Saturday morning was sunny but cold. 39° with 14-18 knot winds. There were signs for the local farmers market, which was supposed to be down the road. However, no one at the marina knew any information about it. Before we all froze walking the mile to it, I decided to jump on the bike and ride down to see if it was worth the trip. Just as I was getting to the end of the marina parking lot, I saw a couple of boaters walking back and asked how it was. “There was no one there,” they said. So, scratch the Farmers Market!

Instead, we walked back toward town to The Biscuit Factory for breakfast. This little breakfast stand is a local landmark. They are open 6:30 – 11 am, Wednesday -Sunday. They serve, well biscuits! Bacon, Egg, and Cheese or Sausage, Egg, and Cheese Biscuit – $5. Big Honey Butter Chick Biscuit – $6. Country Fried Steak and Egg on a Biscuit – $8. The seating is picnic tables outside. The order window is painted up to look like an old VW bus. We each got a Biscuit and sat in the sun out of the wind while we ate. The Biscuits were tasty! The coffee, not so much.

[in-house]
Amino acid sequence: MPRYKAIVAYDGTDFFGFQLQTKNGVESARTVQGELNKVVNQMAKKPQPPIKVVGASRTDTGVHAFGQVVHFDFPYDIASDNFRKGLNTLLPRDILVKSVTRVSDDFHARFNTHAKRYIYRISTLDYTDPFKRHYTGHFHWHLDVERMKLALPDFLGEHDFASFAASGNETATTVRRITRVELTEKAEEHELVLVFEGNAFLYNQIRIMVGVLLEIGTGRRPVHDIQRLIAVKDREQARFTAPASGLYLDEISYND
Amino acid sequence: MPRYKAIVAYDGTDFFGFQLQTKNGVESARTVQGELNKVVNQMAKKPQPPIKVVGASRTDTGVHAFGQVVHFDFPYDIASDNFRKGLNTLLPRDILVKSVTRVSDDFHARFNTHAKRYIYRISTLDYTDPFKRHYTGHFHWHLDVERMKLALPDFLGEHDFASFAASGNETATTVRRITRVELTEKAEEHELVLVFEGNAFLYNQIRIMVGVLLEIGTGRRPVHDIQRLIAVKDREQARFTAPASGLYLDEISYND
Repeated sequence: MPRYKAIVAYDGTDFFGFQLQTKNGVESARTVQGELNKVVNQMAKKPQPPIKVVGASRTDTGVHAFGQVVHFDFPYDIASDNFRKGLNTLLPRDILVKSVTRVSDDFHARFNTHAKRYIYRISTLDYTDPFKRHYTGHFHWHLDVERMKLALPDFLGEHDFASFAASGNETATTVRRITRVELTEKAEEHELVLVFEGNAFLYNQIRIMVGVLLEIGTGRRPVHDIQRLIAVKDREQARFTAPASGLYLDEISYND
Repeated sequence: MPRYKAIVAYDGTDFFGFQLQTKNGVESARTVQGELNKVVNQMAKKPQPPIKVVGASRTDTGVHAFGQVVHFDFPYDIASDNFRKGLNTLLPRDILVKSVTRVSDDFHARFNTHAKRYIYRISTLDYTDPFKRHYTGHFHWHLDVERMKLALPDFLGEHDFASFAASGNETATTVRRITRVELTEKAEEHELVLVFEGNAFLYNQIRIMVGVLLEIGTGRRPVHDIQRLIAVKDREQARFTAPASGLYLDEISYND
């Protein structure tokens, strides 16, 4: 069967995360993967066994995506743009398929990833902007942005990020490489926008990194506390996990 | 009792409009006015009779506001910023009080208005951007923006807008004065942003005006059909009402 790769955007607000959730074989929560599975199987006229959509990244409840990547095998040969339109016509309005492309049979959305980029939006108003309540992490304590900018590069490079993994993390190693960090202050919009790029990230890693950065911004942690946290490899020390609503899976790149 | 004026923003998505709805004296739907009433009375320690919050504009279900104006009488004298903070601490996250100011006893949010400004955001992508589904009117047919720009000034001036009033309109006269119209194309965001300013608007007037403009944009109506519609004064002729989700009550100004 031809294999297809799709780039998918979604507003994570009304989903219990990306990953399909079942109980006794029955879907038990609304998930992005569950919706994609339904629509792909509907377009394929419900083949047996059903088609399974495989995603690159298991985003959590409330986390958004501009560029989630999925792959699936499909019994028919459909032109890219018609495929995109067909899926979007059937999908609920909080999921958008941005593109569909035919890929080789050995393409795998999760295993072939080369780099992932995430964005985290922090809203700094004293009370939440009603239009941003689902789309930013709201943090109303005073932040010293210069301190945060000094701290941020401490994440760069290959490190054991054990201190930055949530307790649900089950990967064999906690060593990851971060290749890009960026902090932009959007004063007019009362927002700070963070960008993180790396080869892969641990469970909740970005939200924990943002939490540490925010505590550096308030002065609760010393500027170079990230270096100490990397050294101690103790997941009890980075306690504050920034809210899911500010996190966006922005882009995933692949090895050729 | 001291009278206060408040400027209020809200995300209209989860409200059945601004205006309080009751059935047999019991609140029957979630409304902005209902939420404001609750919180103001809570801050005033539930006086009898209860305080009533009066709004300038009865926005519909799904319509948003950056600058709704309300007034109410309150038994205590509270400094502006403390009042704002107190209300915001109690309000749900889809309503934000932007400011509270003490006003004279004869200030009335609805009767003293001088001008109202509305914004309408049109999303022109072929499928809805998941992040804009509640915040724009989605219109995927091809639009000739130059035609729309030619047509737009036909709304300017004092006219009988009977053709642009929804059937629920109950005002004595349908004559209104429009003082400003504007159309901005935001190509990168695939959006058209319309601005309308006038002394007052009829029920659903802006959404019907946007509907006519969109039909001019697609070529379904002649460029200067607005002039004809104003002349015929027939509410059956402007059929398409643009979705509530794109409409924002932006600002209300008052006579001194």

I planned to do an oil change on Sunday and needed a couple of quarts of transmission fluid. I looked on Google and saw a NAPA Auto Parts store about 2 miles away. I hopped on the bike and headed there. When I arrived, there was a sign on the door. “We are closed. We are not coming back. Don’t Call!” The next closest auto parts store was 6 miles across a bridge on the next island. With the wind, I wasn’t going there.